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Observation Deck: A rocky ride to tax reform

 |  November 02, 2017

SVB Asset Management's monthly Observation Deck newsletter covers current topics on portfolio management, credit considerations and market events that influence investment strategy.

A rocky ride to tax reform

Daeyoung Choi, CFA, Credit Research Analyst

After months of speculation and behind-the-scenes negotiations, the White House finally unveiled a general framework for its long-touted tax reform. Negotiated by the so-called Big Six Republicans—Treasury Secretary Steven Mnuchin, Director of National Economic Council Gary Cohn, House Speaker Paul Ryan, House Ways and Means Committee Chairman Kevin Brady, Senate Majority Leader Mitch McConnell, and Senate Finance Committee Chairman Orrin Hatch—the plan incorporates many elements previously floated. These include:

For Individuals

  • Reduction of the number of tax brackets from seven to three
  • Reduction of top tax rate from 39.6 percent to 35 percent
  • Elimination of most itemized deductions (except for mortgage interest and charitable contributions), while doubling the standard deduction from $6,000 to $12,000
  • Repeal of alternative minimum tax and estate tax

For Corporations

  • Reduction of corporate tax rate from 35 percent to 20 percent (25 percent for small businesses)
  • Immediate expensing of certain capital investments
  • Limitation on interest expense deduction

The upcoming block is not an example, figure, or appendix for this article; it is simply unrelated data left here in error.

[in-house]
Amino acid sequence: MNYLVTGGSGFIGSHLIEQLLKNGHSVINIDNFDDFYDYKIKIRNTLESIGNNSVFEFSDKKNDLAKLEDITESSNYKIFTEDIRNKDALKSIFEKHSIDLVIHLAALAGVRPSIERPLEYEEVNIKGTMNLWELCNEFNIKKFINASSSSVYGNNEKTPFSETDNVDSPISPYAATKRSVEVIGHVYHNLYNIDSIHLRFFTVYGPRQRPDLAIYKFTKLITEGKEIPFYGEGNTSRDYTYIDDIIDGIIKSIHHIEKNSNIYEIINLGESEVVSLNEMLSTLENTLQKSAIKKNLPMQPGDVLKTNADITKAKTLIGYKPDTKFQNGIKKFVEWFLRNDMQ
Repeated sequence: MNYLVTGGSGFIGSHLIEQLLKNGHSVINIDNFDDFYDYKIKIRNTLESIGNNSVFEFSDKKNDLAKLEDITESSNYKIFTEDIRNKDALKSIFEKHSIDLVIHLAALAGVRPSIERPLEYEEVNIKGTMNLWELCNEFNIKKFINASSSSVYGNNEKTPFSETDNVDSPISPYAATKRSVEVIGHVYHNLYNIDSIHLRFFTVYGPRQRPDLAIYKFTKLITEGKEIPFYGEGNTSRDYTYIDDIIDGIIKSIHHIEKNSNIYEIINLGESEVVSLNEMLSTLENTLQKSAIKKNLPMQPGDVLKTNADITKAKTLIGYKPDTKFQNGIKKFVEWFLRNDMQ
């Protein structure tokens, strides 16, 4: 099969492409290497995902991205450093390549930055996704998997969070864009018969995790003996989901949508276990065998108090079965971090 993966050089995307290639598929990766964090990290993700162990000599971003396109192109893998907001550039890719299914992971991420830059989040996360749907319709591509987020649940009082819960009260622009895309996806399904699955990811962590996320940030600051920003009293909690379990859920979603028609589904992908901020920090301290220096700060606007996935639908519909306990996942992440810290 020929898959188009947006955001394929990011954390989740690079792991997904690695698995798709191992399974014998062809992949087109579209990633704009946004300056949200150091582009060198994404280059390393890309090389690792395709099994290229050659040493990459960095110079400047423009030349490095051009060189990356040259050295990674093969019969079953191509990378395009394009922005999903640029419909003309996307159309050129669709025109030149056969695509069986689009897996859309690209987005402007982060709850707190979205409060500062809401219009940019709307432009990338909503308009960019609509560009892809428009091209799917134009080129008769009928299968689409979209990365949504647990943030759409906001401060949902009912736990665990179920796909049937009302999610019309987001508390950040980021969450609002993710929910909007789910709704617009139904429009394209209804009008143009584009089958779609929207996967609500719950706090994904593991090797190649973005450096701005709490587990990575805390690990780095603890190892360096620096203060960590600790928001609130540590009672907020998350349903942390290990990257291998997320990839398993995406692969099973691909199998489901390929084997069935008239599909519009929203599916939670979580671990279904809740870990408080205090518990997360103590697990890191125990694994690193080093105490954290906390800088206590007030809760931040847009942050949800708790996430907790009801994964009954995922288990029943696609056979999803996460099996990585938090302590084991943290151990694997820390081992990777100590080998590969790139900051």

• Territorial taxation of U.S.-based multinational companies, including a repatriation holiday of overseas cash

The Republicans in Congress are hoping to have a bill by year-end. As with most plans whose broad frameworks involve cutting rates while eliminating special interest tax breaks, the key imperative for a successful legislative outcome will be the negotiations with these various interest groups. Lobbying efforts are likely to be intense, especially since the current preliminary plan is vague and lacks details. Already there has been a back-and-forth between the congressional leaders and the president on reducing the maximum contribution allowed to 401(k) retirement plans. This will be fiercely opposed by both AARP and the financial industry, and while the ultimate fate of this proposal is unknown, it serves as an emblem of what is likely to come.

Given the overwhelming sense of urgency for a significant legislative achievement, we expect that tax reform will pass in some form. But if many of these proposed elements make their way into the final bill, what will be the consequences for corporate America? Surely the lowered corporate tax rate would help, as will the full deductibility of capital investments, though the actual extent will depend on the details.

New rules that would eliminate the tax burden on repatriated overseas earnings will be a positive. Limiting the deduction of interest expenses will hurt some companies, especially those in the high-yield space, but for most investment-grade companies (still enjoying historically low borrowing costs) and banks (widely assumed to retain the ability to net interest expense against interest income) the negative impact will be muted. In addition, lower tax rates and the elimination of estate and alternative minimum taxes could stimulate spending to provide a near-term boost to the economy.

These potential benefits notwithstanding, there is no question that the tax plan as proposed will reduce the total tax revenue for the federal government. Without a clear plan to reduce fiscal spending proportionately, it likely will worsen the budget deficit and long-term debt problem. Republicans are banking on the stimulative effects of tax cuts to offset some lower projected revenues, though not everyone is convinced this is the best way forward. So the road to tax reform will be rocky and contentious. We continue to watch closely to see how it impacts various industries and the broader markets.

Markets
Treasury Rates  
 
Total Returns:  
3-Month 1.13%
 
ML 3-Month Treasury 0.09%
6-Month 1.28%
 
ML 6-Month Treasury 0.09%
1-Year 1.42%
 
ML 12-Month Treasury 0.03%